Photo: Sunset over the Serengeti.
We’re finally back and fairly jetlagged! Jon fell asleep in the middle of eating his burger last night but we managed to sleep through the night, even though our bodies are about 7 hours ahead. And oh, the things we take for granted here in America. The things we take for granted! It took us about 45 minutes to get back to my sister’s house from Dulles Airport – the same distance the Maasai village was from Nairobi, yet it did not involve super dusty dirt roads with potholes and giant rocks for miles on end. I absent-mindedly flushed the toilet – flushed the toilet! and brushed my teeth with the tap running (although I should have turned it off, I know). And pulled food out of the refrigerator and stood around munching on a variety of items. Then I piled all our clothes into this machine that – imagine this – washes the clothes for you! One of the Kenyan staff of the volunteer organization, who was a city girl herself from Nairobi, commented on how nice it was that we Mzungas (white people, or non-black foreigners) had these machines that washed your clothes while you sat around sipping a cup of coffee.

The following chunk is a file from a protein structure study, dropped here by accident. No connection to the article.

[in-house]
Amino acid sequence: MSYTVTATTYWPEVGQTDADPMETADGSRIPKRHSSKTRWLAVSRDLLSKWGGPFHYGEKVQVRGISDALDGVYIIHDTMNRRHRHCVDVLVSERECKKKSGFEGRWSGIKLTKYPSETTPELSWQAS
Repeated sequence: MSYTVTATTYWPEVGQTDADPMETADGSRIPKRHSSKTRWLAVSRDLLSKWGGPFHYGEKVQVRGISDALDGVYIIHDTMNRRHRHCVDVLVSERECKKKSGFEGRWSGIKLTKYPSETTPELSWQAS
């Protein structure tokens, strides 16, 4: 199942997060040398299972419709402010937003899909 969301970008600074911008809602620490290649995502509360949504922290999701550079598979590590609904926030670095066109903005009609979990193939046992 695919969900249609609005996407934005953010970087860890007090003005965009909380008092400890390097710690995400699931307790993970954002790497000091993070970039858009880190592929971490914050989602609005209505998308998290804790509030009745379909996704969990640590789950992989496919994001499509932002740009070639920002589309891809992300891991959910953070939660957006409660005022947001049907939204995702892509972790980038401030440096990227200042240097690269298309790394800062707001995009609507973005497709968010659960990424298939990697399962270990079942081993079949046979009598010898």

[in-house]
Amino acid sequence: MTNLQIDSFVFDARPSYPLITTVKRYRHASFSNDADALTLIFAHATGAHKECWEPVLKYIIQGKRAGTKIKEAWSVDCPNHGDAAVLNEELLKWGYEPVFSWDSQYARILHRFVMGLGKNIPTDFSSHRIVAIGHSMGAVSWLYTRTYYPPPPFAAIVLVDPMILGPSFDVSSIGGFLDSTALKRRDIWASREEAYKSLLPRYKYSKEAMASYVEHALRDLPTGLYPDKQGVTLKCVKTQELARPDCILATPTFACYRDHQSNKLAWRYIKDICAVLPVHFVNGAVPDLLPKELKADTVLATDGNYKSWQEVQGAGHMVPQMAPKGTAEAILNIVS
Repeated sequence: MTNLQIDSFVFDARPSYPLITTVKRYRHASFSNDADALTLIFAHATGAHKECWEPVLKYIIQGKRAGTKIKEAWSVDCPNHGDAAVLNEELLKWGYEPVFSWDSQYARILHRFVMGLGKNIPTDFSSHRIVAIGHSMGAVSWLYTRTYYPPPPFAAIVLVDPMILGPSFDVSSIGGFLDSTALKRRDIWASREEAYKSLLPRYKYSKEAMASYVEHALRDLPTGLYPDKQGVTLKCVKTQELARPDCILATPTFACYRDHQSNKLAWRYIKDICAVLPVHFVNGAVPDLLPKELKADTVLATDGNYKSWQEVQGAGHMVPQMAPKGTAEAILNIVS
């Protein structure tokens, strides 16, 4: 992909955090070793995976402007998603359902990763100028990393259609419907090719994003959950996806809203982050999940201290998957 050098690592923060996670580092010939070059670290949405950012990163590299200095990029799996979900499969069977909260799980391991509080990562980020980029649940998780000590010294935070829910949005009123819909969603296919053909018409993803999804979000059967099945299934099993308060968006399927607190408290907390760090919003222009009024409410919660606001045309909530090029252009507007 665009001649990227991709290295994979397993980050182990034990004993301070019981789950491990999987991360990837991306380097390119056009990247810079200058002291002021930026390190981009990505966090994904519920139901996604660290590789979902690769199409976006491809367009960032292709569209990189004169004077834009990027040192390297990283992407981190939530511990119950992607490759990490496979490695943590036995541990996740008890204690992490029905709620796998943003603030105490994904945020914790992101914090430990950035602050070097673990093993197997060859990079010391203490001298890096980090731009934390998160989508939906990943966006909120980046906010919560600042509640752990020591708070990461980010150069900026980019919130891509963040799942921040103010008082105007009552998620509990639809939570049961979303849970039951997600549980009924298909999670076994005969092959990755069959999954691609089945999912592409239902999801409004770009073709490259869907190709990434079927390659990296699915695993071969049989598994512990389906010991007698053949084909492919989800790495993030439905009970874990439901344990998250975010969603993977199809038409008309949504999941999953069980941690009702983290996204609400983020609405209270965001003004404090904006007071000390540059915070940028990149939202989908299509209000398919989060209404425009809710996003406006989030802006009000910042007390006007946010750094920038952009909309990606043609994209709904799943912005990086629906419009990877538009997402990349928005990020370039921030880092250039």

Our flight home was interesting: in Zanzibar, my luggage was stopped at security for seashells, seashells… not the liter of water Jon was carrying or the nailclippers they tried to find in Ethiopia security… but my seashells. However, for a small tip, I can still remove them out of the country.
Then we flew from Zanzibar Island to Dar es Salaam (a nice 15-minute flight in a Boeing 737) and then to Addis Ababa where we changed planes and wandered the gift shops for Ethiopian treasures that looked suspiciously like Kenyan and Tanzanian and Indian ones, then to Rome for a quick refueling of our jet although I was asleep for all of Rome. Then finally back to Dulles, where my brother-in-law and niece kindly picked us up from the airport and we took hot showers and drank water from the tap.
I’ll post more stories about our adventures, and I’m sure the novelty of electricity and running water and all that will wear off quickly. In the meantime, I have to figure out how to get pictures of my defunct memory card (everyone pray that I am not about to lose all my Africa pictures!) but here are some from Jon’s point-and-shoot, when we wanted to be discreet. People did NOT like having their pictures taken, even if you were just taking a picture of the street.
Jumping around to a Maasai song by the crocodile park in Nairobi
Zebras in Ngorongoro Crater, Tanzania (they stand this way to keep watch for predators)
Me, trying to appear like a nonchalant shopper at the market in Arusha, Tanzania.